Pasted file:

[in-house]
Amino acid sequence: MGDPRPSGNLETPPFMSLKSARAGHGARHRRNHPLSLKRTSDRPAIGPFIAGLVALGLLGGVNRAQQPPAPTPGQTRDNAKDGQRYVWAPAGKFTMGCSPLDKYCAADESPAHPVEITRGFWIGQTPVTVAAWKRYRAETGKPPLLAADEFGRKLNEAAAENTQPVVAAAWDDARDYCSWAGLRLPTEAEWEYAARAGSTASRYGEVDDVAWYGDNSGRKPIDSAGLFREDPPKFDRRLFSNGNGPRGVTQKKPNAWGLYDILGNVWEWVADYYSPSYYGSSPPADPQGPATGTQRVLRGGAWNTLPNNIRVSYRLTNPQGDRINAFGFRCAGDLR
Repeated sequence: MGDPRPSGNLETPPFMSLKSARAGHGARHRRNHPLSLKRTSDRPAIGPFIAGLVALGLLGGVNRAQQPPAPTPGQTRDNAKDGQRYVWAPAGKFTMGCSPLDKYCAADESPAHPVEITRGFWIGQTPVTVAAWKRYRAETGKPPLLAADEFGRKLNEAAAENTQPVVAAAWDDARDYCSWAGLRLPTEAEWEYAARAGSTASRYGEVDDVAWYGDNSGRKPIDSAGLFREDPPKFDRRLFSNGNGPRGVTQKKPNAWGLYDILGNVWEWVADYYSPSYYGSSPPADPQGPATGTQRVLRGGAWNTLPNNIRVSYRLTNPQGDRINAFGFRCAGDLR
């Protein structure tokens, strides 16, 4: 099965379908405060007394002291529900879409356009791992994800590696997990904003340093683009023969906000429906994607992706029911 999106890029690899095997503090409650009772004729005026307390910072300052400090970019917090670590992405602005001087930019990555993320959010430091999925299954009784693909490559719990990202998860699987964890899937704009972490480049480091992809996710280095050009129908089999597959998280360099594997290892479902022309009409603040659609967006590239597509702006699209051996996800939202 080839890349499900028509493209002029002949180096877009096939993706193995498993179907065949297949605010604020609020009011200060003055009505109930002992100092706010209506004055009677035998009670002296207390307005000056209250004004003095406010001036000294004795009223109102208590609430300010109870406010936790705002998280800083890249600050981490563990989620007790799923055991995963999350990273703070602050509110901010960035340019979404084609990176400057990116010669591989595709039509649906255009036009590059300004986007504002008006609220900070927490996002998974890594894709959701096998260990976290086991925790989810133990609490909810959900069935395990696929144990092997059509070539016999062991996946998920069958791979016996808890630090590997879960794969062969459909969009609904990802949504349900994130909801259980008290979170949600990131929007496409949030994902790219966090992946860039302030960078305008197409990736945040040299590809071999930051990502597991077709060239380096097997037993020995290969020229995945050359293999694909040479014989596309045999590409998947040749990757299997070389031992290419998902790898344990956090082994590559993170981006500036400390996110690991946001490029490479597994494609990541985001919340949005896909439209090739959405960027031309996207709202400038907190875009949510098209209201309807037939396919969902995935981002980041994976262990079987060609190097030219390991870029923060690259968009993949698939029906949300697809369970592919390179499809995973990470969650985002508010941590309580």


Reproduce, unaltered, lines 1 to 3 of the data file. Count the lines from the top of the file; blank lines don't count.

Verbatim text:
[in-house]
Amino acid sequence: MGDPRPSGNLETPPFMSLKSARAGHGARHRRNHPLSLKRTSDRPAIGPFIAGLVALGLLGGVNRAQQPPAPTPGQTRDNAKDGQRYVWAPAGKFTMGCSPLDKYCAADESPAHPVEITRGFWIGQTPVTVAAWKRYRAETGKPPLLAADEFGRKLNEAAAENTQPVVAAAWDDARDYCSWAGLRLPTEAEWEYAARAGSTASRYGEVDDVAWYGDNSGRKPIDSAGLFREDPPKFDRRLFSNGNGPRGVTQKKPNAWGLYDILGNVWEWVADYYSPSYYGSSPPADPQGPATGTQRVLRGGAWNTLPNNIRVSYRLTNPQGDRINAFGFRCAGDLR
Repeated sequence: MGDPRPSGNLETPPFMSLKSARAGHGARHRRNHPLSLKRTSDRPAIGPFIAGLVALGLLGGVNRAQQPPAPTPGQTRDNAKDGQRYVWAPAGKFTMGCSPLDKYCAADESPAHPVEITRGFWIGQTPVTVAAWKRYRAETGKPPLLAADEFGRKLNEAAAENTQPVVAAAWDDARDYCSWAGLRLPTEAEWEYAARAGSTASRYGEVDDVAWYGDNSGRKPIDSAGLFREDPPKFDRRLFSNGNGPRGVTQKKPNAWGLYDILGNVWEWVADYYSPSYYGSSPPADPQGPATGTQRVLRGGAWNTLPNNIRVSYRLTNPQGDRINAFGFRCAGDLR